June 2004
Volume 4, Issue 8
Vision Sciences Society Annual Meeting Abstract  |   August 2004
Gender differences in multiple object tracking (MOT) and metacognition
Author Affiliations
  • Leslie A. Valdes
    St. Cloud State University, USA
  • Lindsay J. Hines
    St. Cloud State University, USA
  • W. T. Neill
    SUNY University at Albany, USA
Journal of Vision August 2004, Vol.4, 372. doi:https://doi.org/10.1167/4.8.372
  • Views
  • Share
  • Tools
    • Alerts
      This feature is available to authenticated users only.
      Sign In or Create an Account ×
    • Get Citation

      Leslie A. Valdes, Lindsay J. Hines, W. T. Neill; Gender differences in multiple object tracking (MOT) and metacognition. Journal of Vision 2004;4(8):372. https://doi.org/10.1167/4.8.372.

      Download citation file:

      © ARVO (1962-2015); The Authors (2016-present)

  • Supplements

This study replicated vanMarle and Scholl (2003) Experiment 1 comparing objects (boxes) and substances (boxes that converted into streams). Sixteen participants followed four targets moving among 4 distractors. There were four blocks of 10 trials (or movies) each counterbalanced using a Latin-square. There was a response sheet for each trial with eight boxes that corresponded to the ending screen. Participants marked on the sheets the locations of the four targets. Prior to doing the MOT task, participants predicted their performance in relation to their gender and the opposite gender. A post-test on those predictions was also given. Similar to vanMarle and Scholl, participants were able to follow objects better than substances. Males tended to perform the task (73 percent) better than females (67 percent). All participants predicted that they could follow four objects. However, female participants revised their predicted performance downward more drastically than male participants (a difference of 1.1 versus 0.3 on a 5 point scale). Post task evaluation of performance was not related to actual performance. Gender differences might have been the result of strategy differences. More female subjects reported using a strategy of selecting a subset to follow of the four targets while males more frequently reported trying to ‘zone out’ or ‘focus’ their attention on the whole display.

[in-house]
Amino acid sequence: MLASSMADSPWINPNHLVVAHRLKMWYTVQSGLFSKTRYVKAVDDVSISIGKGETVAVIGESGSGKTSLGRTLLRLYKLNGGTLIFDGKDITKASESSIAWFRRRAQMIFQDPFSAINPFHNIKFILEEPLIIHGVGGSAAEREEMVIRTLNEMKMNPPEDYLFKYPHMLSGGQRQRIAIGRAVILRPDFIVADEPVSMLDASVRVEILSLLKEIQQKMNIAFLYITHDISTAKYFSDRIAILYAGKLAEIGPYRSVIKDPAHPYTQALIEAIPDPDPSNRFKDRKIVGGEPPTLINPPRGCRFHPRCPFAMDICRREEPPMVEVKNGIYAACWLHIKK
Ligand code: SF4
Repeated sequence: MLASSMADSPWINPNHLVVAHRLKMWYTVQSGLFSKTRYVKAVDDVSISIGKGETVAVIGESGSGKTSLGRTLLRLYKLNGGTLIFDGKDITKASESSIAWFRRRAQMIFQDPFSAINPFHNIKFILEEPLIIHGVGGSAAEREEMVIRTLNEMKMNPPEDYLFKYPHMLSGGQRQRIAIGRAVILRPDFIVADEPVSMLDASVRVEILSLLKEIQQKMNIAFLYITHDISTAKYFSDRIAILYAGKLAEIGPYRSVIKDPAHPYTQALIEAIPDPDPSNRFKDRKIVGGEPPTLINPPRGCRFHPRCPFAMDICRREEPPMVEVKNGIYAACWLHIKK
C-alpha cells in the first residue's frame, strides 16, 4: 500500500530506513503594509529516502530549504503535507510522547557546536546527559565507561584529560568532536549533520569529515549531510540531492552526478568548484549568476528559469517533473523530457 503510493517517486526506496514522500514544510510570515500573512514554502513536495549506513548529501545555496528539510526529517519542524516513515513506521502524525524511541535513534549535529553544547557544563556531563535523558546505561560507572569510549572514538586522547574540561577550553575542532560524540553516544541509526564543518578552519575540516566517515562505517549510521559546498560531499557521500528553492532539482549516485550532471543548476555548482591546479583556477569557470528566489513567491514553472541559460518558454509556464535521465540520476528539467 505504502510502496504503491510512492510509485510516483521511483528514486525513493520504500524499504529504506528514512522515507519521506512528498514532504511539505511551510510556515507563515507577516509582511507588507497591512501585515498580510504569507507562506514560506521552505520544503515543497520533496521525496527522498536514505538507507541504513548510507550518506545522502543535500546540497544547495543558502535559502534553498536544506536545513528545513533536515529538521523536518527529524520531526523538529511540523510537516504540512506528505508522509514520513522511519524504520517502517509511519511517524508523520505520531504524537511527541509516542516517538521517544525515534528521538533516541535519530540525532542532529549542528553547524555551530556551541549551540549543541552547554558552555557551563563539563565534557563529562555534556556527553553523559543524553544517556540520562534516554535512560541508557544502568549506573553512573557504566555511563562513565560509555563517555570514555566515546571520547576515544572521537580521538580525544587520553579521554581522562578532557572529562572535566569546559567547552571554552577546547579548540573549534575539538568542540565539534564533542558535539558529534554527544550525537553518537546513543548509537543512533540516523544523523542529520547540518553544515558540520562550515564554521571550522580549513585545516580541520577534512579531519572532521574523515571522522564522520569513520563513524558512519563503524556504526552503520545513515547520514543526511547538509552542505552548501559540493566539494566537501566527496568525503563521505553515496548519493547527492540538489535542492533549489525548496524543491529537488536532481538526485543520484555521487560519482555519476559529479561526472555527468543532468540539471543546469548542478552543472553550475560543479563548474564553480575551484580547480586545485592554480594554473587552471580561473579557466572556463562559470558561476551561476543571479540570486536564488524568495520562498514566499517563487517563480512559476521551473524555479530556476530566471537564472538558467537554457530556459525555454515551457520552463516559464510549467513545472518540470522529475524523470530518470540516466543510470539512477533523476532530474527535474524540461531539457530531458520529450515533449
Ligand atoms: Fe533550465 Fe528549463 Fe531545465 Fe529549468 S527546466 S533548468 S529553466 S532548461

Valdes, L. A., Hines, L. J., Neill, W. T.(2004). Gender differences in multiple object tracking (MOT) and metacognition [Abstract]. Journal of Vision, 4( 8): 372, 372a, http://journalofvision.org/4/8/372/, doi:10.1167/4.8.372. [CrossRef]
 The authors would like to thank vanMarle and Scholl for the use of their (2003) stimuli.

This PDF is available to Subscribers Only

Sign in or purchase a subscription to access this content. ×

You must be signed into an individual account to use this feature.